Now, we’d like to continue doing it (Covid-19, weather, and schedules permitting) through the remainder of the summer. Meanwhile, I also teach each boy a 30-minute online private lesson every week. We’re starting to move on to other songs now. Last session, I gave them the trumpet sheet music for “Bernie’s Tune” by Bernie Miller and “You’ve Got a Friend in Me” by Randy Newman. Let’s roll, boys. We’re “The Backyard Trio!”

Video and photos by Mom of No. 42.

Posted in Musical Events at Home, New Students - Intro Posts, Rehearsals, Practices | Tagged: , , , , , , , , , , , | Leave a Comment »

Skyview Jr. High Winter Band Concert at Northshore Performing Arts Center (NPAC)

Posted by glennled on December 23, 2010

Mr. McGinn leads the Jazz Band

Mr. Shawn McGinn, director of bands and orchestra at Skyview Jr. High in Bothell, wore a tuxedo with cummerbund, and the students were all dressed in solid black. That tells you how classy this concert was! It was held last Thursday in the 600-seat Northshore Performing Arts Center (NPAC), and the house was packed.

Like all of Mr. McGinn’s school concerts, this one was well-organized and well-rehearsed. The students knew what was coming and what to do when the time came…and they did it well! It was a very entertaining and impressive evening event.

More than anything, I am impressed with the breath and depth of the music program he is building. It has to be one of the best within the Northshore School District, and it’s getting bigger and better all the time. At this concert, the opening act was a self-directed jazz sextet with vocalist, and that was followed by the orchestra, conducted by Mr. McGinn. Next he led the 7th grade band, after which he conducted the 8th-9th grade band and the jazz band.

Wow! There are about 180 students under his tutelage. They are at about six levels of proficiency. Makes you wonder when and where all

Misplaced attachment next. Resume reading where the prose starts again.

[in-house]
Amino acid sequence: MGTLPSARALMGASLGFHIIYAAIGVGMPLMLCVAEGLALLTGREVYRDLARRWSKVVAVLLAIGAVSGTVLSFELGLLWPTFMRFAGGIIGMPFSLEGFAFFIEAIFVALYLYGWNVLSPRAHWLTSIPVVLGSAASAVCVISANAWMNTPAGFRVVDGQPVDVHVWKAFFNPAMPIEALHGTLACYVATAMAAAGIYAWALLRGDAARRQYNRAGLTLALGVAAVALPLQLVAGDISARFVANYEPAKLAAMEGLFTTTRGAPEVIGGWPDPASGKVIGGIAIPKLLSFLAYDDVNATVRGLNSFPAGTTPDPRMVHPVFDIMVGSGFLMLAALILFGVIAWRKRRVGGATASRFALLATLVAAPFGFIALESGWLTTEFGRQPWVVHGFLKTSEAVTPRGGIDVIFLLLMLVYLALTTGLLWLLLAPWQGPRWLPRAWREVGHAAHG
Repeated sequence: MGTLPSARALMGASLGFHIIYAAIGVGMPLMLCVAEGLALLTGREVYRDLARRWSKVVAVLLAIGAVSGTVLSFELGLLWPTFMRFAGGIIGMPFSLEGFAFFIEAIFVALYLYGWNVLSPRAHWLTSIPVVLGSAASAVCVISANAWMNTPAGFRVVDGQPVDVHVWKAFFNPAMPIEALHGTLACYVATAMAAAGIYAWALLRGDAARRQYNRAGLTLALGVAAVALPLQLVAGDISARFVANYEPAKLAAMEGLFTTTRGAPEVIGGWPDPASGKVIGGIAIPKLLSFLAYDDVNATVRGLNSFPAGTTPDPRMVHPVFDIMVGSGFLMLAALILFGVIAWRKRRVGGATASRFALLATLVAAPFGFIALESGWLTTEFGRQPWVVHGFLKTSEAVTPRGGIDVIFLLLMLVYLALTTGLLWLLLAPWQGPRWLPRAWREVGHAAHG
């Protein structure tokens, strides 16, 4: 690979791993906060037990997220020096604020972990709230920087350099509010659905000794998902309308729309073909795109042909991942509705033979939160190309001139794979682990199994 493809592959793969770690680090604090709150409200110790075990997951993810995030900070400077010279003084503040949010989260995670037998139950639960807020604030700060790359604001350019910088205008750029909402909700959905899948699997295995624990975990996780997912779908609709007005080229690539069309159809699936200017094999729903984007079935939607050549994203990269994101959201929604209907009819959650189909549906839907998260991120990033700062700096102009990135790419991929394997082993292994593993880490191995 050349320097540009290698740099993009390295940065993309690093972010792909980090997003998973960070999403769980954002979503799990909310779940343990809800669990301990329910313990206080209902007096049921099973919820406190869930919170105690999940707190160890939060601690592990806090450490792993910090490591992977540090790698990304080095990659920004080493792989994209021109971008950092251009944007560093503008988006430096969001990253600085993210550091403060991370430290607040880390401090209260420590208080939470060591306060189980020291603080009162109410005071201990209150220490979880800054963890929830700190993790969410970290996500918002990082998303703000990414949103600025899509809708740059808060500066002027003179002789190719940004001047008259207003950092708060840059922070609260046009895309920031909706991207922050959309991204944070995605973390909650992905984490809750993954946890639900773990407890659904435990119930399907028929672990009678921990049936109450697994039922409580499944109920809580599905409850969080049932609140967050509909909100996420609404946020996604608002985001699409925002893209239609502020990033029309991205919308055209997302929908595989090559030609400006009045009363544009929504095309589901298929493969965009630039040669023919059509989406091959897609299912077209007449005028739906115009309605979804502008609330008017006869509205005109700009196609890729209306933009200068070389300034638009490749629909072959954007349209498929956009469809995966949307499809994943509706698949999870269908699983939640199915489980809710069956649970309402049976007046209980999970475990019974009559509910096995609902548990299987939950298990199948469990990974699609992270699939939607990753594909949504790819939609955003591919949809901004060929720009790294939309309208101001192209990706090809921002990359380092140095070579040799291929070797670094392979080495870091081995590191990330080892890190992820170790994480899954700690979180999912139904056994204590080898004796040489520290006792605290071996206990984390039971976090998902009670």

The Orchestra

 these groups practice. And remember, Mr. McGinn has been doing this for several years! That really pulls and stretches a teacher. Does this man have passion and drive? Does he have purpose? As an audience member, it’s a pleasure to witness all these people on stage, striving with their leader for excellence.

And just think: this is happening all over America and in some form or another, all over the world. Music is a giant. It pervades every culture. How did this come to be?—because the gifts of natural musical talent and ability are not rare. Yes, great talent is indeed quite rare, but many, many people worldwide are born with excellent musical talent and then develop outstanding abilities. It is quite common among us. Why? Is there some noble, universal purpose to this? For me, the answer is clearly yes—so we can express ourselves, so we can communicate with each other in infinite ways by infinite means, so we, too, can create beauty, so we can give and share among our communities. When we play our instruments and sing for others, even in the school cafeteria or NPAC or Husky Stadium, we are on the world stage.

Hear Ye, Hear Ye, Hear the Words of Aldous Huxley: After silence that which comes nearest to expressing the inexpressible is music.

Jazz Band

 

 

7th Grade Band

8th-9th Grade Band

Trumpeter takes a solo

     

Another trumpeter solos

Another trumpeter solos

     

Opening Act: Jazz Sextet with Vocalist

      

Posted in School Concerts | Tagged: , , , , , , , , , , , , , | 2 Comments »